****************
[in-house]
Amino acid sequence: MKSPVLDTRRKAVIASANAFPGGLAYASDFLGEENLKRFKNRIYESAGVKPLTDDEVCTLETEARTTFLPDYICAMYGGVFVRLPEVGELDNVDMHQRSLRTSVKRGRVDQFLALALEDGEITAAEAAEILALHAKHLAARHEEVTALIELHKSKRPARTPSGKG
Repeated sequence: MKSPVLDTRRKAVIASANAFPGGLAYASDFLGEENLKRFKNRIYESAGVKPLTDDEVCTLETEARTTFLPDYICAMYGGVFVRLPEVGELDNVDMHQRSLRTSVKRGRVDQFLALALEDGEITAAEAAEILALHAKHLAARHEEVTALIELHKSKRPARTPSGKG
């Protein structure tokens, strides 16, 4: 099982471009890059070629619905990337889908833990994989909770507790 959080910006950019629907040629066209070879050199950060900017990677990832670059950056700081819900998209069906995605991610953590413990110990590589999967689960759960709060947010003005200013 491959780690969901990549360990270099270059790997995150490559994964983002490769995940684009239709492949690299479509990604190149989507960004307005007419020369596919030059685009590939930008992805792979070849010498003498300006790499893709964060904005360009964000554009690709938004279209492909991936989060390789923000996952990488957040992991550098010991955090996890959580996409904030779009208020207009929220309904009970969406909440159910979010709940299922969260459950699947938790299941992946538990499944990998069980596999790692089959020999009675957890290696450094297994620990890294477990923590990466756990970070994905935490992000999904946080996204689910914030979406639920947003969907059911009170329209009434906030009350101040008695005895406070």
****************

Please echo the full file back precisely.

[in-house]
Amino acid sequence: MKSPVLDTRRKAVIASANAFPGGLAYASDFLGEENLKRFKNRIYESAGVKPLTDDEVCTLETEARTTFLPDYICAMYGGVFVRLPEVGELDNVDMHQRSLRTSVKRGRVDQFLALALEDGEITAAEAAEILALHAKHLAARHEEVTALIELHKSKRPARTPSGKG
Repeated sequence: MKSPVLDTRRKAVIASANAFPGGLAYASDFLGEENLKRFKNRIYESAGVKPLTDDEVCTLETEARTTFLPDYICAMYGGVFVRLPEVGELDNVDMHQRSLRTSVKRGRVDQFLALALEDGEITAAEAAEILALHAKHLAARHEEVTALIELHKSKRPARTPSGKG
């Protein structure tokens, strides 16, 4: 099982471009890059070629619905990337889908833990994989909770507790 959080910006950019629907040629066209070879050199950060900017990677990832670059950056700081819900998209069906995605991610953590413990110990590589999967689960759960709060947010003005200013 491959780690969901990549360990270099270059790997995150490559994964983002490769995940684009239709492949690299479509990604190149989507960004307005007419020369596919030059685009590939930008992805792979070849010498003498300006790499893709964060904005360009964000554009690709938004279209492909991936989060390789923000996952990488957040992991550098010991955090996890959580996409904030779009208020207009929220309904009970969406909440159910979010709940299922969260459950699947938790299941992946538990499944990998069980596999790692089959020999009675957890290696450094297994620990890294477990923590990466756990970070994905935490992000999904946080996204689910914030979406639920947003969907059911009170329209009434906030009350101040008695005895406070």